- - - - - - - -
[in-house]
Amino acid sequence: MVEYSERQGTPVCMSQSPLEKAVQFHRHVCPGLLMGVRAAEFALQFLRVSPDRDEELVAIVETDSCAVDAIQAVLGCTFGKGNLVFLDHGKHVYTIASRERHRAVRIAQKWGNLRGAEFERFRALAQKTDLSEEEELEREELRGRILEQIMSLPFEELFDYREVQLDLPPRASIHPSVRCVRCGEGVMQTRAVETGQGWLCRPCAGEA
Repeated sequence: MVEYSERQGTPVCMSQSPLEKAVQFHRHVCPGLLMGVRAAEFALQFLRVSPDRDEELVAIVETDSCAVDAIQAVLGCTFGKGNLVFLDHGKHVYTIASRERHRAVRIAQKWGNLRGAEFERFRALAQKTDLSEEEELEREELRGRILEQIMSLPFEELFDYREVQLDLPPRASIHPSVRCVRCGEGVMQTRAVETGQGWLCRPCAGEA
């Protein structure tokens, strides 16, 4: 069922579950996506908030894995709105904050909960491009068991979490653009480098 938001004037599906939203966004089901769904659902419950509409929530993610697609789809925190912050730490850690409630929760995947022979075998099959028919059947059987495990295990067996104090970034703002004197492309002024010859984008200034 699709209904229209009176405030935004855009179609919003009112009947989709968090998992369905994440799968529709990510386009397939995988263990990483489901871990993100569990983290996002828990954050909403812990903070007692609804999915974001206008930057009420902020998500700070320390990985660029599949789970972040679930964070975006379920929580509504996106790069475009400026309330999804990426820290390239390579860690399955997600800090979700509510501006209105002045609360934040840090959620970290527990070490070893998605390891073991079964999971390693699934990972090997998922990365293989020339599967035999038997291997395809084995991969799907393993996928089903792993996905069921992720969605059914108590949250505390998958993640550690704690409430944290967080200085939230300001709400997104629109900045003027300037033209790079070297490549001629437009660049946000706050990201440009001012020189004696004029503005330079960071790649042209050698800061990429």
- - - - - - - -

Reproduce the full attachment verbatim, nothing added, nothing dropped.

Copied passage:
[in-house]
Amino acid sequence: MVEYSERQGTPVCMSQSPLEKAVQFHRHVCPGLLMGVRAAEFALQFLRVSPDRDEELVAIVETDSCAVDAIQAVLGCTFGKGNLVFLDHGKHVYTIASRERHRAVRIAQKWGNLRGAEFERFRALAQKTDLSEEEELEREELRGRILEQIMSLPFEELFDYREVQLDLPPRASIHPSVRCVRCGEGVMQTRAVETGQGWLCRPCAGEA
Repeated sequence: MVEYSERQGTPVCMSQSPLEKAVQFHRHVCPGLLMGVRAAEFALQFLRVSPDRDEELVAIVETDSCAVDAIQAVLGCTFGKGNLVFLDHGKHVYTIASRERHRAVRIAQKWGNLRGAEFERFRALAQKTDLSEEEELEREELRGRILEQIMSLPFEELFDYREVQLDLPPRASIHPSVRCVRCGEGVMQTRAVETGQGWLCRPCAGEA
């Protein structure tokens, strides 16, 4: 069922579950996506908030894995709105904050909960491009068991979490653009480098 938001004037599906939203966004089901769904659902419950509409929530993610697609789809925190912050730490850690409630929760995947022979075998099959028919059947059987495990295990067996104090970034703002004197492309002024010859984008200034 699709209904229209009176405030935004855009179609919003009112009947989709968090998992369905994440799968529709990510386009397939995988263990990483489901871990993100569990983290996002828990954050909403812990903070007692609804999915974001206008930057009420902020998500700070320390990985660029599949789970972040679930964070975006379920929580509504996106790069475009400026309330999804990426820290390239390579860690399955997600800090979700509510501006209105002045609360934040840090959620970290527990070490070893998605390891073991079964999971390693699934990972090997998922990365293989020339599967035999038997291997395809084995991969799907393993996928089903792993996905069921992720969605059914108590949250505390998958993640550690704690409430944290967080200085939230300001709400997104629109900045003027300037033209790079070297490549001629437009660049946000706050990201440009001012020189004696004029503005330079960071790649042209050698800061990429």